Qatar Vows to End Kafala System
Following years of international campaigning against kafala – a form of indentured labor that in practice has equated to often slave-like treatment of workers – the Qatari government has now gone on record as stating that it will finally be terminated.
International Transport Workers' Federation (ITF) general secretary Steve Cotton said: “Qatar has made this pledge to the global union federations and to our colleagues in the International Trade Union Confederation (ITUC), who have led the international effort to remove this system. If that promise is made good then this is a genuinely historic breakthrough.
“For the ITF this means a potential sea change for transport workers, in aviation, in ports and in public transport. We will now work within this agreement to build protection for them as workers, with good, sustainable jobs, recognizing international standards and best practice.”
The ITUC has explained that the Qatari government has committed to steps that include:
• Employment contracts will be lodged with a government authority to prevent contract substitution, ending the practice of workers arriving in the country only to have their contract torn up and replaced with a different job, often on a lower wage.
• Employers will no longer be able to stop their employees from leaving the country.
• A minimum wage will be prescribed as a base rate covering all workers, ending the race-based system of wages.
• Identification papers will be issued directly by the State of Qatar, and workers will no longer rely on their employer to provide their ID card without which workers can be denied medical treatment.
• Workers’ committees will be established in each workplace, with workers electing their own representatives.
• A special disputes resolution committee with a timeframe for dealing with grievances will be a centerpiece for ensuring rapid remedy of complaints.
Earlier this year, the U.K.-based charities Human Rights at Sea and Justice Upheld took up the case of four Indian seafarers unlawfully detained in Kuwait since May 13, 2013. The case was a reflection of the Kafala system under which the Indian seafarers were subjucated, said the charities.
“Kafala” is an Arabic word which means “sponsorship.” Kafala operates in the Gulf States, and it is unique to these Middle Eastern States. The Kafala system allows nationals of the Gulf States to employ non Gulf nationals. The power is entirely in the hands of the employer/sponsor known as the kafeel (sometimes spelt Kafil). The kafeel can be an individual or a company and has the authority and responsibility to issue employment visas and work permits.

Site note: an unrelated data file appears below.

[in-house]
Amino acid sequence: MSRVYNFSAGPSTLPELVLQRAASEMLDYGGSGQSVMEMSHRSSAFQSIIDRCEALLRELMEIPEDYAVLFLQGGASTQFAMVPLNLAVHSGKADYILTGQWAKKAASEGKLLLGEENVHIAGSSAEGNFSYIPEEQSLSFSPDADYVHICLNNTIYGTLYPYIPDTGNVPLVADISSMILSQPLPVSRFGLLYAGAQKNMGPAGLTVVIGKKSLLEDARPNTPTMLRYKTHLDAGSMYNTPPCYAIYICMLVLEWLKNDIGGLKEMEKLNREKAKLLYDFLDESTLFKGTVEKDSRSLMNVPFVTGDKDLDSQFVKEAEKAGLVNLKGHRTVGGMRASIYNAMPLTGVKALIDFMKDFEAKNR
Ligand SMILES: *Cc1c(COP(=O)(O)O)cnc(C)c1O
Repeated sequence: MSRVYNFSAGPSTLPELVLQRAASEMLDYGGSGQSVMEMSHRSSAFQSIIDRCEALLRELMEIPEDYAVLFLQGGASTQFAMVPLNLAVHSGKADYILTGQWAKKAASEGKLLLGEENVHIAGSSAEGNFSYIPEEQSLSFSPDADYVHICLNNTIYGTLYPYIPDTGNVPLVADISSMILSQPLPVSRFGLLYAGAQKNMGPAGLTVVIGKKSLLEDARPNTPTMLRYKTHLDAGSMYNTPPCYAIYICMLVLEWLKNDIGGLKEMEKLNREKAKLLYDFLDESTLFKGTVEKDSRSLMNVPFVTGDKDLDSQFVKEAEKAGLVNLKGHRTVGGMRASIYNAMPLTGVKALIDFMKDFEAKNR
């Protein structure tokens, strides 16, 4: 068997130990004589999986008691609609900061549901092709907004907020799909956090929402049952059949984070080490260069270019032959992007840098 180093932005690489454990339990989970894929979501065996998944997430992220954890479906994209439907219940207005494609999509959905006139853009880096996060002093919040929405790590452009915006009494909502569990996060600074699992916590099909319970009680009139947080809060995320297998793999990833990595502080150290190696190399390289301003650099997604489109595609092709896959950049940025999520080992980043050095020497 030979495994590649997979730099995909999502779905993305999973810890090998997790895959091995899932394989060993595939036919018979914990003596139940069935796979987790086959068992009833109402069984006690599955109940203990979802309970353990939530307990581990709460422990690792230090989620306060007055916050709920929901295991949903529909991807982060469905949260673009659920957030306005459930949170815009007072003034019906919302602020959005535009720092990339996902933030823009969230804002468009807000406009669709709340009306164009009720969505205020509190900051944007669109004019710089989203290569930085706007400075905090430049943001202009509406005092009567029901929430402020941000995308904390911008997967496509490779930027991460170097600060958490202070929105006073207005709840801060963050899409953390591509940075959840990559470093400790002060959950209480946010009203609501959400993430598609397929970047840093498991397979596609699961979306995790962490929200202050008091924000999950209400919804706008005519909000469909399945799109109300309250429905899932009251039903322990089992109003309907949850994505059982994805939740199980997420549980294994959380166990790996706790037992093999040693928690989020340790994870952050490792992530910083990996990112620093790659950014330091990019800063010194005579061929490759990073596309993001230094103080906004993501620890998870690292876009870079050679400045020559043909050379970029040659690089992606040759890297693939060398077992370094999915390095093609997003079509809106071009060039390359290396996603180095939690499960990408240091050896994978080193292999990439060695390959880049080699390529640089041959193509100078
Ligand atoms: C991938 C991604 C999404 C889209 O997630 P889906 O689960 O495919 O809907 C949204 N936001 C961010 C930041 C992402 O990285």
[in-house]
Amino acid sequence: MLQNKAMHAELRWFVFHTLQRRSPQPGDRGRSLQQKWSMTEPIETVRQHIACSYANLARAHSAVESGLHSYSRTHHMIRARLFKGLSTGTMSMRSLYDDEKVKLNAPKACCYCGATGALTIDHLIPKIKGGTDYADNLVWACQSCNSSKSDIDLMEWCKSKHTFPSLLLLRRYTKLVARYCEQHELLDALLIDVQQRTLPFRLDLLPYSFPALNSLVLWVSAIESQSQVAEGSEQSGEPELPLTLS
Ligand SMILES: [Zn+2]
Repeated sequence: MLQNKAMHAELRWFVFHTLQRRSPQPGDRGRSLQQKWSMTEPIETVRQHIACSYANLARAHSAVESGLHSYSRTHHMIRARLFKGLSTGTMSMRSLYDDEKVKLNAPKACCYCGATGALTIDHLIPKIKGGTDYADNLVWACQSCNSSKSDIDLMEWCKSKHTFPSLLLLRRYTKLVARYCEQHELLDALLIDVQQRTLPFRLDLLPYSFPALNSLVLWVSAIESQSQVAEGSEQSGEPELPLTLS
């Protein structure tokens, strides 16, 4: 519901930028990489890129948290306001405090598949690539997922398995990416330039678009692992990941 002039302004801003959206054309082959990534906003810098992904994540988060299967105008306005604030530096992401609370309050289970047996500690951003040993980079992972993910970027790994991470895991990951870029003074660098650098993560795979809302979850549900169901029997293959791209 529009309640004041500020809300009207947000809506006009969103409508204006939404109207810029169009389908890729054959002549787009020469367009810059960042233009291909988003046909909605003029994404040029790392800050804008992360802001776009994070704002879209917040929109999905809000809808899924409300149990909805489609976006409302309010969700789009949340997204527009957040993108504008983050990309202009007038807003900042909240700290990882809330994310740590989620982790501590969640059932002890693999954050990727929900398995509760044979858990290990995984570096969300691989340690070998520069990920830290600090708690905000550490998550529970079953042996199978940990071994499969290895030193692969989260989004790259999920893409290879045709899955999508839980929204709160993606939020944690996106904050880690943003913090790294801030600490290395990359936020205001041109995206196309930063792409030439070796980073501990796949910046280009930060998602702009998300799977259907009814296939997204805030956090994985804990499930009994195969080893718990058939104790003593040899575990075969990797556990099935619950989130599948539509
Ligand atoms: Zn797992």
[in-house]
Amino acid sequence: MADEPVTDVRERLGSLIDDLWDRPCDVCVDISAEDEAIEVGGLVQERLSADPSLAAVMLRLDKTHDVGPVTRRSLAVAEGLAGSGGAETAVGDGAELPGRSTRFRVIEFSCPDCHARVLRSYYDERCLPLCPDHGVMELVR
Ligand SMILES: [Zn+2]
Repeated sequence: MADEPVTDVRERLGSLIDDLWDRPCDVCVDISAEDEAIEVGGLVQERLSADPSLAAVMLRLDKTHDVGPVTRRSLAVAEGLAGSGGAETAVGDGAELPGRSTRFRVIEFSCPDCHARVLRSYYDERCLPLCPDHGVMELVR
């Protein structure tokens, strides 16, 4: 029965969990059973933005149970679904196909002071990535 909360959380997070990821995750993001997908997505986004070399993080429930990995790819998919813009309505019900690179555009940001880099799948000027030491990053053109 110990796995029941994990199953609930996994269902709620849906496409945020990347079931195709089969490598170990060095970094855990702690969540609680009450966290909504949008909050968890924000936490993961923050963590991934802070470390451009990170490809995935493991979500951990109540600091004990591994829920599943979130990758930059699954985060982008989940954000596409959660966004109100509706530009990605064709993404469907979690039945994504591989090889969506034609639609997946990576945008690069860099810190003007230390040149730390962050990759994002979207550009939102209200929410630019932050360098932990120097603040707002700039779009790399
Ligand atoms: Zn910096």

The kafeel can dictate the conditions and terms of work, including the accommodation of the work migrant. In fact, the sole bargaining power rests in the hands of the kafeel to control the migrant workers, including legal power to control the work migrants.
It is the duty of the Kafeel to ensure that employment visas, work permits and related legal obligations are updated. However, this is dependent upon and maintained according to the nature of the each individual kafeel. There are many cases where the kafeel has, unbeknownst to the work migrant, failed to renew their work visas and permits which has resulted in the work migrant being forced to work without being paid for months. They are too frightened to leave the kafeel to report the matter to the Police, since the Police will arrest and jail the work migrant for not having valid immigration documents. This often means months and even years of imprisonment.
The migrant worker is prohibited from changing jobs, resigning or leaving the country. If a migrant worker leaves his employment, the kafeel has the unilateral power to cancel the migrant worker’s right to remain in the country (that is cancel the work migrant’s residence which will render the migrant worker an illegal immigrant and most likely will result in their arrest and subsequent deportation.
The kafeel has further been know to use their powerful position under the kafala system to seek revenge against migrant workers where the work relationship has broken down, by making false and malicious accusations to the police against the migrant. This inevitably leads to the arrest and imprisonment.
The subjugation of the Kafala system has resulted in migrant workers referring to kafeel as their “owners.”